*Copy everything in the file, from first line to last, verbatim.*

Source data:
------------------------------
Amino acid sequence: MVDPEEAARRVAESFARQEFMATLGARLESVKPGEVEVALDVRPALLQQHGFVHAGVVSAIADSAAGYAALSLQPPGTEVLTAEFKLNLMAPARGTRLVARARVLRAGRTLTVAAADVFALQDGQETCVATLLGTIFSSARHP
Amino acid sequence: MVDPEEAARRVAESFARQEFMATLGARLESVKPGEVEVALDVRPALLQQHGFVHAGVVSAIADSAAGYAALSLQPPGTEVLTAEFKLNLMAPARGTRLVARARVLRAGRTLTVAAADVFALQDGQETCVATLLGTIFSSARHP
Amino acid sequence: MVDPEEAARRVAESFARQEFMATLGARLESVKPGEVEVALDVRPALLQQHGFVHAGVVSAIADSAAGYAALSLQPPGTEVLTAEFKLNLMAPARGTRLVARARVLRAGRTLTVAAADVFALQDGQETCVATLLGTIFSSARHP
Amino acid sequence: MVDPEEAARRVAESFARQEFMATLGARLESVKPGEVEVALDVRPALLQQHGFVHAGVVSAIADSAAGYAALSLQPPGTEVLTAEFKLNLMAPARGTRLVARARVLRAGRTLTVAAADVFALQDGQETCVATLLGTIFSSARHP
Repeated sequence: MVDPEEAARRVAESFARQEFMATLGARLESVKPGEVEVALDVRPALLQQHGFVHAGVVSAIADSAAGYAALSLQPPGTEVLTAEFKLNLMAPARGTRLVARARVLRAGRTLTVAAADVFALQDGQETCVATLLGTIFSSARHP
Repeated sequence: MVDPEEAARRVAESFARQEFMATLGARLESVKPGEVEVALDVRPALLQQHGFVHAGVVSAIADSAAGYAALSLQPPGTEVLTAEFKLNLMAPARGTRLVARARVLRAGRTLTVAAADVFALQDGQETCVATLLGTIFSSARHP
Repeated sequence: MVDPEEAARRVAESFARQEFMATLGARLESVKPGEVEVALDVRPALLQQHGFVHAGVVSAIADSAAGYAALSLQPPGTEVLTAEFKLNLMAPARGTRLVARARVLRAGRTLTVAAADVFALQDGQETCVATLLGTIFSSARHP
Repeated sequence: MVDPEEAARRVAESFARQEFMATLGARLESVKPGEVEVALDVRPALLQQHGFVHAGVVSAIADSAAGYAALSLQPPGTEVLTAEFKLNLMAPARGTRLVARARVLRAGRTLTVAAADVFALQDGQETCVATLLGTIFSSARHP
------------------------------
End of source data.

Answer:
Amino acid sequence: MVDPEEAARRVAESFARQEFMATLGARLESVKPGEVEVALDVRPALLQQHGFVHAGVVSAIADSAAGYAALSLQPPGTEVLTAEFKLNLMAPARGTRLVARARVLRAGRTLTVAAADVFALQDGQETCVATLLGTIFSSARHP
Amino acid sequence: MVDPEEAARRVAESFARQEFMATLGARLESVKPGEVEVALDVRPALLQQHGFVHAGVVSAIADSAAGYAALSLQPPGTEVLTAEFKLNLMAPARGTRLVARARVLRAGRTLTVAAADVFALQDGQETCVATLLGTIFSSARHP
Amino acid sequence: MVDPEEAARRVAESFARQEFMATLGARLESVKPGEVEVALDVRPALLQQHGFVHAGVVSAIADSAAGYAALSLQPPGTEVLTAEFKLNLMAPARGTRLVARARVLRAGRTLTVAAADVFALQDGQETCVATLLGTIFSSARHP
Amino acid sequence: MVDPEEAARRVAESFARQEFMATLGARLESVKPGEVEVALDVRPALLQQHGFVHAGVVSAIADSAAGYAALSLQPPGTEVLTAEFKLNLMAPARGTRLVARARVLRAGRTLTVAAADVFALQDGQETCVATLLGTIFSSARHP
Repeated sequence: MVDPEEAARRVAESFARQEFMATLGARLESVKPGEVEVALDVRPALLQQHGFVHAGVVSAIADSAAGYAALSLQPPGTEVLTAEFKLNLMAPARGTRLVARARVLRAGRTLTVAAADVFALQDGQETCVATLLGTIFSSARHP
Repeated sequence: MVDPEEAARRVAESFARQEFMATLGARLESVKPGEVEVALDVRPALLQQHGFVHAGVVSAIADSAAGYAALSLQPPGTEVLTAEFKLNLMAPARGTRLVARARVLRAGRTLTVAAADVFALQDGQETCVATLLGTIFSSARHP
Repeated sequence: MVDPEEAARRVAESFARQEFMATLGARLESVKPGEVEVALDVRPALLQQHGFVHAGVVSAIADSAAGYAALSLQPPGTEVLTAEFKLNLMAPARGTRLVARARVLRAGRTLTVAAADVFALQDGQETCVATLLGTIFSSARHP
Repeated sequence: MVDPEEAARRVAESFARQEFMATLGARLESVKPGEVEVALDVRPALLQQHGFVHAGVVSAIADSAAGYAALSLQPPGTEVLTAEFKLNLMAPARGTRLVARARVLRAGRTLTVAAADVFALQDGQETCVATLLGTIFSSARHP